Stents are used to restore blood flow in arteries that have narrowed due to plaque build-up. Angioplasty is the procedure used for placing stents. Stent placement is not considered major surgery and takes approximately one hour.
Your doctor makes a tiny incision in a groin, arm, or neck blood vessel. Then a catheter is threaded through the blood vessel to the blocked artery.
Your doctor is able to monitor catheter location through live X-ray video during the procedure to ensure proper placement. A special dye is injected to show blood flow throughout your body and easily identify where your artery is blocked or narrowed.
The catheter is a thin, flexible tube with a deflated medical balloon at the tip. The deflated balloon is surrounded by a stent. This tiny balloon at the end of the catheter is inflated inside the blocked artery to widen the artery and allow blood flow. The inflated balloon expands the stent and embeds the stent into the artery. Once the stent is placed within the artery, the balloon is deflated and removed with the catheter.
The stent stays within the artery to help prevent the artery from future blockage or narrowing. Once placed, a stent cannot be removed. Eventually, arterial cells will cover the mesh of the stent with the inner layer looking like a normal blood pressure.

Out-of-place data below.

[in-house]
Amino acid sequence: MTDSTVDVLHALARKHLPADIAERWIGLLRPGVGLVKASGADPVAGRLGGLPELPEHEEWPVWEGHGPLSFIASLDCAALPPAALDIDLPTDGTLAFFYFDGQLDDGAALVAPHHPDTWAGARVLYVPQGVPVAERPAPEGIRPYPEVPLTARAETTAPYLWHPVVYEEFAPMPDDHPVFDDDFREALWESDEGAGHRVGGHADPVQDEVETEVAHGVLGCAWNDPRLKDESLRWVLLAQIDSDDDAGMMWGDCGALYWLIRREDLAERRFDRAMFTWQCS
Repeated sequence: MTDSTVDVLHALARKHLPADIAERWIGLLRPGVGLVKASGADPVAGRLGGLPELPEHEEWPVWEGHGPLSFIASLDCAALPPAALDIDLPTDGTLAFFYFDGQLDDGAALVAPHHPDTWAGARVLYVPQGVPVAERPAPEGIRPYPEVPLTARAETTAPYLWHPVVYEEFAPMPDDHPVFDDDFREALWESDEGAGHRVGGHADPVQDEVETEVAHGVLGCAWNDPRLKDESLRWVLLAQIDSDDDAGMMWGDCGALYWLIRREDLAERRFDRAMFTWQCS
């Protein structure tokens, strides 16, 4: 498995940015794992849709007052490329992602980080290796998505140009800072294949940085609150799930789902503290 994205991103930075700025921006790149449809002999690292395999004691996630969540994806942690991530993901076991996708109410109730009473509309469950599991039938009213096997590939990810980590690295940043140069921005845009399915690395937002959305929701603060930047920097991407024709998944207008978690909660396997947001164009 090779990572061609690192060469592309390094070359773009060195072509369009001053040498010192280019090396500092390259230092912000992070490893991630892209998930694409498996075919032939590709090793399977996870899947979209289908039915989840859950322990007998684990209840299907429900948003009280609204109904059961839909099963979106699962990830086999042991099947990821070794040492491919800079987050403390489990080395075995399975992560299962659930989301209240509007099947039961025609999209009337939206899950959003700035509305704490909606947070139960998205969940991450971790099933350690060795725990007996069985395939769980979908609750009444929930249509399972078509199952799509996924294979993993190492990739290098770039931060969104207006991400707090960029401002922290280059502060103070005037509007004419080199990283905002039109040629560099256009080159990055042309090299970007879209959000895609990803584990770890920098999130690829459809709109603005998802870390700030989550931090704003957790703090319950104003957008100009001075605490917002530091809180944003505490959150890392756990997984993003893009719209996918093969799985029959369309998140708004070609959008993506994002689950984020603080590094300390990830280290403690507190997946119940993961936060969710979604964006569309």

Depending on stent location and severity of the blockage, additional steps might include gradually increasing balloon size until the artery can be widened enough to place the stent, and using a filter in the carotid arteries to prevent blood clots and plaque from moving to the brain during the procedure.
Prior to a stent placement procedure, discuss with your doctor:
- Medications you are taking and what you should or should not take 24 hours prior
- What to stop eating or drinking within how many hours of the procedure (let your doctor know if you consume more than one or two drinks of alcohol daily)
- When to stop smoking
- Any illness, cold, flu, fever, etc. you may be fighting
- What to expect after the procedure (how soon will you be walking, when you will likely be discharged)
- How to care for yourself and any medications you will be taking while recovering
There are risks associated with stent placement, which include:
- Blood vessel damage from the catheter
- Allergic reaction to the stent medication or dye
- Irregular heartbeat
- Blood clot
- Heart attack
If you are at risk for coronary artery disease, be proactive and change your diet and lifestyle to reduce that risk. Unhealthy levels of cholesterol is one risk factor that leads to plaque build-up and arterial blockage.
You may access the free ecourse How to Lower Cholesterol in 8 Simple Steps provided by Lisa Nelson RD at http://lowercholesterolwithlisa.com.
See More Helpful Articles:
Heart Stents, Part 1: A Conversation with a Heart Stent Patient
Heart Stents, Part 2: A Conversation with a Cardiologist About Heart Stents
Lisa Nelson is a dietitian/nutritionist with a genetic predisposition for high cholesterol and heart disease. She guides clients to lower cholesterol and blood pressure levels through practical diet and lifestyle changes. Learn more and sign up to receive How to Make Heart Healthy Changes into Lifelong Habits athttp://lisanelsonrd.com.